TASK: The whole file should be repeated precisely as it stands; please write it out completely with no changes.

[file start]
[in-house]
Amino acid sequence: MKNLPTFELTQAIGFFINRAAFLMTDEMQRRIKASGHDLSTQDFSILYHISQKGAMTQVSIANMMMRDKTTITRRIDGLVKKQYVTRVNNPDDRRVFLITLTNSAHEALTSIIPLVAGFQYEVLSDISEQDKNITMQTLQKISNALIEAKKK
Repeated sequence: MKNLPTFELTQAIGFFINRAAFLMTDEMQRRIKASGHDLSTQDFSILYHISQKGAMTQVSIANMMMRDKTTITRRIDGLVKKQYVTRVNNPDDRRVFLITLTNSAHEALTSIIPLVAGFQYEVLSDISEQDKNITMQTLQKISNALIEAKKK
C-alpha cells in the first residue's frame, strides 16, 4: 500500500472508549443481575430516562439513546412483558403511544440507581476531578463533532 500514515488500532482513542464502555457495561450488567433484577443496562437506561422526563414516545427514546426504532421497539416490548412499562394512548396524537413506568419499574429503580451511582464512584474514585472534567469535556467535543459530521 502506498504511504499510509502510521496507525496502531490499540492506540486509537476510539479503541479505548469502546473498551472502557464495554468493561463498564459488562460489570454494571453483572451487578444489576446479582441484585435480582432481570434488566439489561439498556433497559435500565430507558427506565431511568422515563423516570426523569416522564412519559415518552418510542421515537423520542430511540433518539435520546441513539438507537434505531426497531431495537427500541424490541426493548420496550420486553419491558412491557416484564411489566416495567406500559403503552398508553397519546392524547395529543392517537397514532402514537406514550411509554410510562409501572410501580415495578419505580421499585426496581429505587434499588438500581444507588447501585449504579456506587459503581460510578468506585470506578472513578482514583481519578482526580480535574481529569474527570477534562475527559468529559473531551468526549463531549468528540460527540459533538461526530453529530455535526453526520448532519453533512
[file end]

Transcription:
[in-house]
Amino acid sequence: MKNLPTFELTQAIGFFINRAAFLMTDEMQRRIKASGHDLSTQDFSILYHISQKGAMTQVSIANMMMRDKTTITRRIDGLVKKQYVTRVNNPDDRRVFLITLTNSAHEALTSIIPLVAGFQYEVLSDISEQDKNITMQTLQKISNALIEAKKK
Repeated sequence: MKNLPTFELTQAIGFFINRAAFLMTDEMQRRIKASGHDLSTQDFSILYHISQKGAMTQVSIANMMMRDKTTITRRIDGLVKKQYVTRVNNPDDRRVFLITLTNSAHEALTSIIPLVAGFQYEVLSDISEQDKNITMQTLQKISNALIEAKKK
C-alpha cells in the first residue's frame, strides 16, 4: 500500500472508549443481575430516562439513546412483558403511544440507581476531578463533532 500514515488500532482513542464502555457495561450488567433484577443496562437506561422526563414516545427514546426504532421497539416490548412499562394512548396524537413506568419499574429503580451511582464512584474514585472534567469535556467535543459530521 502506498504511504499510509502510521496507525496502531490499540492506540486509537476510539479503541479505548469502546473498551472502557464495554468493561463498564459488562460489570454494571453483572451487578444489576446479582441484585435480582432481570434488566439489561439498556433497559435500565430507558427506565431511568422515563423516570426523569416522564412519559415518552418510542421515537423520542430511540433518539435520546441513539438507537434505531426497531431495537427500541424490541426493548420496550420486553419491558412491557416484564411489566416495567406500559403503552398508553397519546392524547395529543392517537397514532402514537406514550411509554410510562409501572410501580415495578419505580421499585426496581429505587434499588438500581444507588447501585449504579456506587459503581460510578468506585470506578472513578482514583481519578482526580480535574481529569474527570477534562475527559468529559473531551468526549463531549468528540460527540459533538461526530453529530455535526453526520448532519453533512